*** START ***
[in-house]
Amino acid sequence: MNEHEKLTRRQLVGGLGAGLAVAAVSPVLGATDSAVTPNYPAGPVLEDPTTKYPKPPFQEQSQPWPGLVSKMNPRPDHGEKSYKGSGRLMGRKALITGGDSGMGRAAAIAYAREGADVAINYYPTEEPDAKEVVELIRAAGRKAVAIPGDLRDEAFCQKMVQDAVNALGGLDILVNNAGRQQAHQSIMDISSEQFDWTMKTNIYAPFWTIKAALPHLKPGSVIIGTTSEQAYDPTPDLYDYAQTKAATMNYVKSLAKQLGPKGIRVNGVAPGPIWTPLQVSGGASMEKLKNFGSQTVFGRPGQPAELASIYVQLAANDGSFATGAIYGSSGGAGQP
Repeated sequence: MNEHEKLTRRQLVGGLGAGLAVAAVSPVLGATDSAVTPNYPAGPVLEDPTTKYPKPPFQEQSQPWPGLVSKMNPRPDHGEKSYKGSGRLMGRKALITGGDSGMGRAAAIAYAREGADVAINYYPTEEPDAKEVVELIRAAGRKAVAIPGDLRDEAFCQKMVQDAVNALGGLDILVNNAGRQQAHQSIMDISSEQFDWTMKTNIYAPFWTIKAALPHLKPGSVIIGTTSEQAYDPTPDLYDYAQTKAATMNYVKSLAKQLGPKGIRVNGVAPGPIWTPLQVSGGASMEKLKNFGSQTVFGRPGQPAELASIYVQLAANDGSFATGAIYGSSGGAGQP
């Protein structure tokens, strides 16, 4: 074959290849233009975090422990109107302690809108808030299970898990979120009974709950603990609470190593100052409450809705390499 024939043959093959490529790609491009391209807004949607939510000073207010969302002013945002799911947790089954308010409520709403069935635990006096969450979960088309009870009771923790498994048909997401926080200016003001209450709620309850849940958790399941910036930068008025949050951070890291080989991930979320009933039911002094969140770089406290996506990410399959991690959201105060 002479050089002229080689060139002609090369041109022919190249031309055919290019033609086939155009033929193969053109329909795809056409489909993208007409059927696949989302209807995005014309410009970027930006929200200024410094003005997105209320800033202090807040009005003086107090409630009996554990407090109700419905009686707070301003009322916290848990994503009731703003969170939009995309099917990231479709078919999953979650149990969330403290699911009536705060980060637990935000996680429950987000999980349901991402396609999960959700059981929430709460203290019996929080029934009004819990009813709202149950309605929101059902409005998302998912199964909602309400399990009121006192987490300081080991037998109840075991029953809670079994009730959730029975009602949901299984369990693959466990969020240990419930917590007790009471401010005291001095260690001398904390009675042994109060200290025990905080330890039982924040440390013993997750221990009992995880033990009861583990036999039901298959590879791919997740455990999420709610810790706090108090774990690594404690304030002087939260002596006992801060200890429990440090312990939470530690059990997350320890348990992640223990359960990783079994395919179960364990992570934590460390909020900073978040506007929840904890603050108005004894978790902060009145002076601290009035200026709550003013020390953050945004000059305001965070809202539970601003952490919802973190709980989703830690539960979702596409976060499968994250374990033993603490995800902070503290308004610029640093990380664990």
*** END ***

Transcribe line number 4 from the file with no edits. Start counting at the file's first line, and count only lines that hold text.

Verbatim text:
């Protein structure tokens, strides 16, 4: 074959290849233009975090422990109107302690809108808030299970898990979120009974709950603990609470190593100052409450809705390499 024939043959093959490529790609491009391209807004949607939510000073207010969302002013945002799911947790089954308010409520709403069935635990006096969450979960088309009870009771923790498994048909997401926080200016003001209450709620309850849940958790399941910036930068008025949050951070890291080989991930979320009933039911002094969140770089406290996506990410399959991690959201105060 002479050089002229080689060139002609090369041109022919190249031309055919290019033609086939155009033929193969053109329909795809056409489909993208007409059927696949989302209807995005014309410009970027930006929200200024410094003005997105209320800033202090807040009005003086107090409630009996554990407090109700419905009686707070301003009322916290848990994503009731703003969170939009995309099917990231479709078919999953979650149990969330403290699911009536705060980060637990935000996680429950987000999980349901991402396609999960959700059981929430709460203290019996929080029934009004819990009813709202149950309605929101059902409005998302998912199964909602309400399990009121006192987490300081080991037998109840075991029953809670079994009730959730029975009602949901299984369990693959466990969020240990419930917590007790009471401010005291001095260690001398904390009675042994109060200290025990905080330890039982924040440390013993997750221990009992995880033990009861583990036999039901298959590879791919997740455990999420709610810790706090108090774990690594404690304030002087939260002596006992801060200890429990440090312990939470530690059990997350320890348990992640223990359960990783079994395919179960364990992570934590460390909020900073978040506007929840904890603050108005004894978790902060009145002076601290009035200026709550003013020390953050945004000059305001965070809202539970601003952490919802973190709980989703830690539960979702596409976060499968994250374990033993603490995800902070503290308004610029640093990380664990």